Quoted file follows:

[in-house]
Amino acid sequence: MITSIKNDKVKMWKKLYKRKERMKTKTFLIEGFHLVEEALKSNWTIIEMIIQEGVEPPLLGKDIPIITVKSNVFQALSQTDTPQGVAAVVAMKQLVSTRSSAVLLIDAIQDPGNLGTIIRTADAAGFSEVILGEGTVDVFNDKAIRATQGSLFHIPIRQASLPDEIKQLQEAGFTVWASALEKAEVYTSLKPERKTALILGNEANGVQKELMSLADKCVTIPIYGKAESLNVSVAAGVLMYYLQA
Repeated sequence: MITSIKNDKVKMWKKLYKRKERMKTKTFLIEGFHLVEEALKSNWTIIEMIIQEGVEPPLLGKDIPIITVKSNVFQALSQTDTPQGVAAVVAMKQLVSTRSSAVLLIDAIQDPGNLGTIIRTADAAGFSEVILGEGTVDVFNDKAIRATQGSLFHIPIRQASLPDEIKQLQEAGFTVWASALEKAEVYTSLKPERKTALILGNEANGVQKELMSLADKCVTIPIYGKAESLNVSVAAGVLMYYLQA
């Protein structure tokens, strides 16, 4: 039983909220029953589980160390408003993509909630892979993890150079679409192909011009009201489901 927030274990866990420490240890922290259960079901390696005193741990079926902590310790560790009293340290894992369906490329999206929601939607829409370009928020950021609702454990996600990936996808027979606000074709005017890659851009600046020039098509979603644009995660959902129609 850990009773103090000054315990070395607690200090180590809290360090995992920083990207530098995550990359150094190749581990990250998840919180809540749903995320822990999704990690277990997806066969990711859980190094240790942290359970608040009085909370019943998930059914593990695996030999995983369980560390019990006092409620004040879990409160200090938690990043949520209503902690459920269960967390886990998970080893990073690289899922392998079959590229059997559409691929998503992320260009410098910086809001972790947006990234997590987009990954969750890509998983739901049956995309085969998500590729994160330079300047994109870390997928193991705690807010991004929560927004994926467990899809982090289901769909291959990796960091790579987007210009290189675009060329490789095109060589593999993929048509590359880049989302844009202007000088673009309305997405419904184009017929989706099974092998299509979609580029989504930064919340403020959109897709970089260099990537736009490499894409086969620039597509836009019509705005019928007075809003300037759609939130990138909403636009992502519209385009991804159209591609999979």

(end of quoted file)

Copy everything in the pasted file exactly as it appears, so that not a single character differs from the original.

[in-house]
Amino acid sequence: MITSIKNDKVKMWKKLYKRKERMKTKTFLIEGFHLVEEALKSNWTIIEMIIQEGVEPPLLGKDIPIITVKSNVFQALSQTDTPQGVAAVVAMKQLVSTRSSAVLLIDAIQDPGNLGTIIRTADAAGFSEVILGEGTVDVFNDKAIRATQGSLFHIPIRQASLPDEIKQLQEAGFTVWASALEKAEVYTSLKPERKTALILGNEANGVQKELMSLADKCVTIPIYGKAESLNVSVAAGVLMYYLQA
Repeated sequence: MITSIKNDKVKMWKKLYKRKERMKTKTFLIEGFHLVEEALKSNWTIIEMIIQEGVEPPLLGKDIPIITVKSNVFQALSQTDTPQGVAAVVAMKQLVSTRSSAVLLIDAIQDPGNLGTIIRTADAAGFSEVILGEGTVDVFNDKAIRATQGSLFHIPIRQASLPDEIKQLQEAGFTVWASALEKAEVYTSLKPERKTALILGNEANGVQKELMSLADKCVTIPIYGKAESLNVSVAAGVLMYYLQA
């Protein structure tokens, strides 16, 4: 039983909220029953589980160390408003993509909630892979993890150079679409192909011009009201489901 927030274990866990420490240890922290259960079901390696005193741990079926902590310790560790009293340290894992369906490329999206929601939607829409370009928020950021609702454990996600990936996808027979606000074709005017890659851009600046020039098509979603644009995660959902129609 850990009773103090000054315990070395607690200090180590809290360090995992920083990207530098995550990359150094190749581990990250998840919180809540749903995320822990999704990690277990997806066969990711859980190094240790942290359970608040009085909370019943998930059914593990695996030999995983369980560390019990006092409620004040879990409160200090938690990043949520209503902690459920269960967390886990998970080893990073690289899922392998079959590229059997559409691929998503992320260009410098910086809001972790947006990234997590987009990954969750890509998983739901049956995309085969998500590729994160330079300047994109870390997928193991705690807010991004929560927004994926467990899809982090289901769909291959990796960091790579987007210009290189675009060329490789095109060589593999993929048509590359880049989302844009202007000088673009309305997405419904184009017929989706099974092998299509979609580029989504930064919340403020959109897709970089260099990537736009490499894409086969620039597509836009019509705005019928007075809003300037759609939130990138909403636009992502519209385009991804159209591609999979």